The time is short. From now on those who have wives should live as if they do not; those who mourn, as if they did not; those who are happy, as if they were not; those who buy something, as if it were not theirs to keep; those who use the things of the world, as if not engrossed in them. For this world in its present form is passing away. (1 Corinthians 7.29-31)
From Service to Sentience
One of Lent’s abiding beauties is discovering each season’s character, for no two of them is ever alike. As a relative newcomer—my traditional upbringing didn’t observe Lent—I’ve walked sacred deserts, revealing ones, and one or two bordering on the mystical. Still, none has confronted me with the intellectual rigor of the current one. In part, it results from the 40-Day Journey with Dietrich Bonhoeffer, our church’s adopted Lenten guide. Bonhoeffer’s all-or-nothing map is tough-minded stuff aimed at restoring the disciplines of discipleship by revolutionizing how we perceive following Christ. It’s less about our response to life’s daily challenges than the thinking that molds responses to Christ’s commands. This adds unusual stress on reflexes not often exercised by Lent’s passage. Meanwhile, the standard pursuits—self-denial, contemplation, prayer, consecration, penitence, etc.—are assumed, not replaced. At two weeks into this journey, I find weariness of mind and the toil of reorienting my concept of discipleship from service to sentience are my closest companions. They ask much of me; based on comments at last Tuesday evening’s study group, I’m hardly alone. Throughout the discussion, people said, “This was a rough week.”
It turns out we (i.e., our local faith community) are hardly alone. Comments here, along with posts and comments elsewhere, email exchanges, and conversations with other believers—none of whom, to my knowledge, is digging through Bonhoeffer—express comparable sentiments. Numerous bloggers journaling their travels, sharing personal impressions or daily contemplations, likewise seem to hear a call for heightened awareness of Christ’s presence and lordship in their lives, a sentience that informs their service to God and their neighbors.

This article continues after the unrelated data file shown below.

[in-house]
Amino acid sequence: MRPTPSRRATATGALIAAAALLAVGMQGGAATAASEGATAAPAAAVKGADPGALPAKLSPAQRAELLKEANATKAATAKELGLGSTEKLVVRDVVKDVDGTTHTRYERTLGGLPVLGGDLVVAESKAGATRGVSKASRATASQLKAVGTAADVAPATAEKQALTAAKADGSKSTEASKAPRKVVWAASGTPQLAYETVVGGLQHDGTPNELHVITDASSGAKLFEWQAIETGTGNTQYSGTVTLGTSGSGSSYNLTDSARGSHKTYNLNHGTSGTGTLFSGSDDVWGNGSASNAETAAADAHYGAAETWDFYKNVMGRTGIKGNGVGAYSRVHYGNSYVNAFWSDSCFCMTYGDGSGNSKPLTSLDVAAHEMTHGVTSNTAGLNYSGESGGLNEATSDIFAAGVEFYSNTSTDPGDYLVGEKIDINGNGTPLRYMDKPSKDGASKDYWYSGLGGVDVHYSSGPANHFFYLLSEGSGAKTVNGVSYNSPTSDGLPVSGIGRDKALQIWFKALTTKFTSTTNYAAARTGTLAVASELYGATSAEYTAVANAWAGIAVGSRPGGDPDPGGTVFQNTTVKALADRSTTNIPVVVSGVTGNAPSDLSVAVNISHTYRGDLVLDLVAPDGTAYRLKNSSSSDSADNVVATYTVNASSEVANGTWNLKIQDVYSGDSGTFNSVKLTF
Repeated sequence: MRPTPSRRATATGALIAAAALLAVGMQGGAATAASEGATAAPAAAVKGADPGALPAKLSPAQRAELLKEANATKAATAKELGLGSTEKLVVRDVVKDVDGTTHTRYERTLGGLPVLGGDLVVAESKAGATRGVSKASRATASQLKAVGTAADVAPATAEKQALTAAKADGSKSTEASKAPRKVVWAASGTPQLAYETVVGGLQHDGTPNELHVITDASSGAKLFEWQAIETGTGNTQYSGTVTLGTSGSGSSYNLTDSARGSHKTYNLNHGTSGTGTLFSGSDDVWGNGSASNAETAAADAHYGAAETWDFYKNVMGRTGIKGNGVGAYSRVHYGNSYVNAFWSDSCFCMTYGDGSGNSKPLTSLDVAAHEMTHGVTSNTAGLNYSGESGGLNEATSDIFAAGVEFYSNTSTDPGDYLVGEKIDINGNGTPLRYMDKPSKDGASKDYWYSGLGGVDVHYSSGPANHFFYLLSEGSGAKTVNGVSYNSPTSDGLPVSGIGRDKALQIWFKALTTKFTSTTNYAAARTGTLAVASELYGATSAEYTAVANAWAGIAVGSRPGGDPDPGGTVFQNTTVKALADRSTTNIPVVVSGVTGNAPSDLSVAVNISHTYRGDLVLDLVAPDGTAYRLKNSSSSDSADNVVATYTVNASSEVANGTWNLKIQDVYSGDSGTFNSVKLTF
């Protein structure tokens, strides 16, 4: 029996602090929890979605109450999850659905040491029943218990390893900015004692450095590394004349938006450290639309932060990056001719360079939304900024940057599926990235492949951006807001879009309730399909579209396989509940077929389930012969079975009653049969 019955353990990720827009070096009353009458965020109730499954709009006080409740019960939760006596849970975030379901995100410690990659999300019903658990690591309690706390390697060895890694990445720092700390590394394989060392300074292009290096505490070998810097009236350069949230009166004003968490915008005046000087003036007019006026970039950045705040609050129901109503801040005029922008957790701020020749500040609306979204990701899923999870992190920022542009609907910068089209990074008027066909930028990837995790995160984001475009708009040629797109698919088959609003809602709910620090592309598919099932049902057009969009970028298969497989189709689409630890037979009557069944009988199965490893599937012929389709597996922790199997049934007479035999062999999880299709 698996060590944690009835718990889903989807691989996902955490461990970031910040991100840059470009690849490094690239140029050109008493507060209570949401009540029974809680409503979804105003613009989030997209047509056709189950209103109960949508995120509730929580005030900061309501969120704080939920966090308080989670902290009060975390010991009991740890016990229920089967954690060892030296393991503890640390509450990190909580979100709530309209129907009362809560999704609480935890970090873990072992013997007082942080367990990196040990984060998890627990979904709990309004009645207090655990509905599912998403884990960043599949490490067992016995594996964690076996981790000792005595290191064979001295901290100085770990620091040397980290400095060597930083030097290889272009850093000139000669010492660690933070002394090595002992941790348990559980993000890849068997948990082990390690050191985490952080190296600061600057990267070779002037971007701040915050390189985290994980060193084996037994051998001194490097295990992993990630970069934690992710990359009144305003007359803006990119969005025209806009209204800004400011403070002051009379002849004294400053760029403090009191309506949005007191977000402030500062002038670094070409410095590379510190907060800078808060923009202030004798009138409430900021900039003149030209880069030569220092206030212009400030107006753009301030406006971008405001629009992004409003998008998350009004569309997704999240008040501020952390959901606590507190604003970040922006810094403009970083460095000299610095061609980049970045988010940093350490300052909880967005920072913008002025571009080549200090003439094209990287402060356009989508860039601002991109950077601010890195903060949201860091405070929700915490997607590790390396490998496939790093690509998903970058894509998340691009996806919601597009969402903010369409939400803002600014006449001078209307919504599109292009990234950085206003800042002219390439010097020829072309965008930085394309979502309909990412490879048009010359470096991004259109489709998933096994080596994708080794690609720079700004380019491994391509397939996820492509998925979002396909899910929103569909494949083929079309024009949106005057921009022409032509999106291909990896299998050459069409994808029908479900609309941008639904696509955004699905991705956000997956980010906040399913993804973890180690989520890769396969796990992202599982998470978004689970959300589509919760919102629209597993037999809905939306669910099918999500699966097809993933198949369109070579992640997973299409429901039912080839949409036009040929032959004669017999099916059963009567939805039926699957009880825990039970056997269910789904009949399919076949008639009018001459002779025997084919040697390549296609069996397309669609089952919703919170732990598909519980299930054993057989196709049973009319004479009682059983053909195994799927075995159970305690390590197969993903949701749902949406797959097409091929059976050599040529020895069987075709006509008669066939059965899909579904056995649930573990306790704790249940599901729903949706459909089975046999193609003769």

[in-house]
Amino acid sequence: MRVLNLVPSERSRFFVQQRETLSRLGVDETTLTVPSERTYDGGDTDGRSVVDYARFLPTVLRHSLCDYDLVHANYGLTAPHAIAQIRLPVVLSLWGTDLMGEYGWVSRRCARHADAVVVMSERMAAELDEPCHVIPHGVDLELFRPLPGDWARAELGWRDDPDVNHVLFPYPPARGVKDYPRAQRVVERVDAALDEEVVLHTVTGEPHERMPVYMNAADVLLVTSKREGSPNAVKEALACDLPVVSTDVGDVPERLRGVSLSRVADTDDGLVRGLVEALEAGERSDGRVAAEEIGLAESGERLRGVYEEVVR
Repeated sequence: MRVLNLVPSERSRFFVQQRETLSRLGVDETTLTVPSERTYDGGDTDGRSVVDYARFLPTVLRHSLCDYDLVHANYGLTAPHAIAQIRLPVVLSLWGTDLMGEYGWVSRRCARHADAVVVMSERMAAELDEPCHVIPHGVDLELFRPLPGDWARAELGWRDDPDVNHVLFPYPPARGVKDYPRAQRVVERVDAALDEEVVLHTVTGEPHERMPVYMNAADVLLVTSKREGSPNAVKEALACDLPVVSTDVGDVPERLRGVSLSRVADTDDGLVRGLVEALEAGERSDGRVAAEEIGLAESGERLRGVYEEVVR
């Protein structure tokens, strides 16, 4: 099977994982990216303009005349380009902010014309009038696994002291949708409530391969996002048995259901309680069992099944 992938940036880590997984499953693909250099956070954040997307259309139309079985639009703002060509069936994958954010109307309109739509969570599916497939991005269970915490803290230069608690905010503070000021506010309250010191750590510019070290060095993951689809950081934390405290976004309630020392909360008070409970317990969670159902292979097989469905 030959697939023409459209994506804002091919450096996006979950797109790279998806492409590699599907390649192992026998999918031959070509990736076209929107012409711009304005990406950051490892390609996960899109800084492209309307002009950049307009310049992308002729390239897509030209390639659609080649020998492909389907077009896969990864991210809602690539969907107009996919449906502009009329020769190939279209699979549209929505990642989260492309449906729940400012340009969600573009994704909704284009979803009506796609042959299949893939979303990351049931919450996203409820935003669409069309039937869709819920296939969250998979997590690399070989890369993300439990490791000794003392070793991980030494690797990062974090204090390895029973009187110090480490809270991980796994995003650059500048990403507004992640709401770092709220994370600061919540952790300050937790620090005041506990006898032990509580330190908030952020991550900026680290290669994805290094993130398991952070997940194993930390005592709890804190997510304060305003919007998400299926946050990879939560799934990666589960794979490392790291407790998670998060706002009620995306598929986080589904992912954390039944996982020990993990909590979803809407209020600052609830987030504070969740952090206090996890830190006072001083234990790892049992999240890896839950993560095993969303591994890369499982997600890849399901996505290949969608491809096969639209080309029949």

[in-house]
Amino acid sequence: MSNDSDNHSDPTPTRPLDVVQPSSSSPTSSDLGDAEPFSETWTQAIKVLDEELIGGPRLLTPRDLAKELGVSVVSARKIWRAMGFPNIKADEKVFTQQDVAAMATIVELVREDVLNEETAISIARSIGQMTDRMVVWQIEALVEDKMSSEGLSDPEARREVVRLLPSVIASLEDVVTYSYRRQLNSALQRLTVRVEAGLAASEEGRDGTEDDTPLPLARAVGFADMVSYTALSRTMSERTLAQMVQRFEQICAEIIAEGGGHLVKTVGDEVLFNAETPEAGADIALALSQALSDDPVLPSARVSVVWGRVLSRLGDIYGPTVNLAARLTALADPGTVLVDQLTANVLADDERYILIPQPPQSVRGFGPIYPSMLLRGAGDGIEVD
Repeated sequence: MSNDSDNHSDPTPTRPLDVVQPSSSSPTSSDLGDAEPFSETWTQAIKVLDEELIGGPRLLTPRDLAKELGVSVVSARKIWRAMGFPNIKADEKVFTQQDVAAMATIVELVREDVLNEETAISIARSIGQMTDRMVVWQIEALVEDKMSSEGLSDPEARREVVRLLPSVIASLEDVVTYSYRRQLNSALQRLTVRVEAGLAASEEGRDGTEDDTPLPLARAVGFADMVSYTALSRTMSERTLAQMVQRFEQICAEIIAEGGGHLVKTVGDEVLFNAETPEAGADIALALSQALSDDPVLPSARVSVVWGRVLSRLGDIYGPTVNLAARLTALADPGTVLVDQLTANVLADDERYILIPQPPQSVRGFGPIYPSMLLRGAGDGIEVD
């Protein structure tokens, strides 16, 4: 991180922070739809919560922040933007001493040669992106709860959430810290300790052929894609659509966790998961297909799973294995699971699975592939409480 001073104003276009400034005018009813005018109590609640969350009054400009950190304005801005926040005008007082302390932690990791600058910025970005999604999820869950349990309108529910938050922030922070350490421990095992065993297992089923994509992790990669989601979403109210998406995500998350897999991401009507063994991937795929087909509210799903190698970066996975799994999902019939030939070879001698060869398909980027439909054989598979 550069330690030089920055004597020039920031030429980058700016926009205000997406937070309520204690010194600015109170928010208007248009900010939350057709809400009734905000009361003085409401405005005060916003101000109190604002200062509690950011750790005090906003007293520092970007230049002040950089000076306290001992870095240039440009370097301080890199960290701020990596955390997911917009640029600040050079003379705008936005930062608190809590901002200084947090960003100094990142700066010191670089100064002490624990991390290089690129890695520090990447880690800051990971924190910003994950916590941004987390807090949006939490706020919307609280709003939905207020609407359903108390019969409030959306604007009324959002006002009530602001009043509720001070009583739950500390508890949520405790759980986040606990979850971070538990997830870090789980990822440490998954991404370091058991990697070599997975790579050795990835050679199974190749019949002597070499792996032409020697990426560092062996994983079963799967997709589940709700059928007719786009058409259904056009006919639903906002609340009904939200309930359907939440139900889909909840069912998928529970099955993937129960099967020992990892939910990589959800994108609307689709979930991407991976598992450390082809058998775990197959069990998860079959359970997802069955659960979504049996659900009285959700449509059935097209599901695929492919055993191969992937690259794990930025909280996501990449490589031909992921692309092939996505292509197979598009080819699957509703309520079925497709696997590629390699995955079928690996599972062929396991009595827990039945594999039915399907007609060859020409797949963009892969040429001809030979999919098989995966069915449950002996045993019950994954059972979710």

Such an endeavor is wearying work, even vexing at times, as we labor to wrap our minds around concepts we thought we understood or overlooked because we don’t understand them as well as we should. At the risk of gross presumption, our present desert seems to be guiding many of us back to basics, asking us first to distill what we know about the mind and nature of Christ and then ground our thoughts and behaviors to reflect them more accurately. This schooling is very close in form to Jesus’s wilderness experience. Matthew 4.1-3 confirms the desert’s 40-day course prepares us for temptations awaiting its end: “Then Jesus was led by the Spirit into the wilderness to be tempted by the devil. After fasting forty days and forty nights, he was hungry. [Then] the tempter came to him.” The desert's cauldron refines our character down to its essentials.
Lent endows us with discipline to overcome future tests. It clears our heads of what we think and are told to believe, leaving us with what faith teaches us to know. It’s the training ground where we identify and confront weaknesses that compromise discipleship in a constantly changing, uncertain world. Year after year, Lent’s message is “Be prepared.” Since only God sees what’s in store for us, individually as disciples and collectively as the Body of Christ, our course of preparation is the Spirit’s domain. In John 16.13, Jesus says, “When the Spirit of truth comes, he will guide you into all truth. He will not speak on his own; he will speak only what he hears, and he will tell you what is yet to come.” Thus, this season’s widely noted call for keener sentience to Christ’s presence and principles anticipates the coming months. We’re being schooled for future service to God and our neighbors.
Processing Lent’s lessons mounts our sense of urgency. This year, our desert travels seem constantly interrupted by proof of how desperately the world needs authentically disciplined, fully prepared followers of Christ—people who take their duties as the salt of the earth, the light of the world, and living beatitudes with the utmost seriousness. If nothing else, the past two weeks have vividly taught us how fragile our existence is. Not even the ground under our feet is stable. Every day finds us leaping headlong from one disaster into another. Preparing for any eventuality leaves no time to for haggling over what we can hang onto and still meet discipleship’s demands. Paul’s urgency for the Corinthians to release any impediments to their preparation speaks to us: “The time is short. From now on those who have wives should live as if they do not; those who mourn, as if they did not; those who are happy, as if they were not; those who buy something, as if it were not theirs to keep; those who use the things of the world, as if not engrossed in them. For this world in its present form is passing away.” Be sentient. Be prepared. Only God knows what lies ahead.
The Holy Spirit sets our Lenten course, preparing us for what lies beyond the desert.